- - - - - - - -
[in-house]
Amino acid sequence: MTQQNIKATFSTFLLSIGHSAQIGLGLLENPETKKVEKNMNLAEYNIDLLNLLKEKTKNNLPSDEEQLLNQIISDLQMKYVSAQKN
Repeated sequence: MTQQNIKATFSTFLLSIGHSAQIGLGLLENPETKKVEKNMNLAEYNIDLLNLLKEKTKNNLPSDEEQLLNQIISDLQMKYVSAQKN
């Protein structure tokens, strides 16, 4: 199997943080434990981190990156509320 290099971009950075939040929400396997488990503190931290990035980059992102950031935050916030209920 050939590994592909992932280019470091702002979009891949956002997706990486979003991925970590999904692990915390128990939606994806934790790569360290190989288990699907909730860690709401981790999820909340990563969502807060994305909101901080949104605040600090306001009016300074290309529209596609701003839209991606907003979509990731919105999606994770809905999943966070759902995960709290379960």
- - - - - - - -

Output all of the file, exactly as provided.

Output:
[in-house]
Amino acid sequence: MTQQNIKATFSTFLLSIGHSAQIGLGLLENPETKKVEKNMNLAEYNIDLLNLLKEKTKNNLPSDEEQLLNQIISDLQMKYVSAQKN
Repeated sequence: MTQQNIKATFSTFLLSIGHSAQIGLGLLENPETKKVEKNMNLAEYNIDLLNLLKEKTKNNLPSDEEQLLNQIISDLQMKYVSAQKN
């Protein structure tokens, strides 16, 4: 199997943080434990981190990156509320 290099971009950075939040929400396997488990503190931290990035980059992102950031935050916030209920 050939590994592909992932280019470091702002979009891949956002997706990486979003991925970590999904692990915390128990939606994806934790790569360290190989288990699907909730860690709401981790999820909340990563969502807060994305909101901080949104605040600090306001009016300074290309529209596609701003839209991606907003979509990731919105999606994770809905999943966070759902995960709290379960």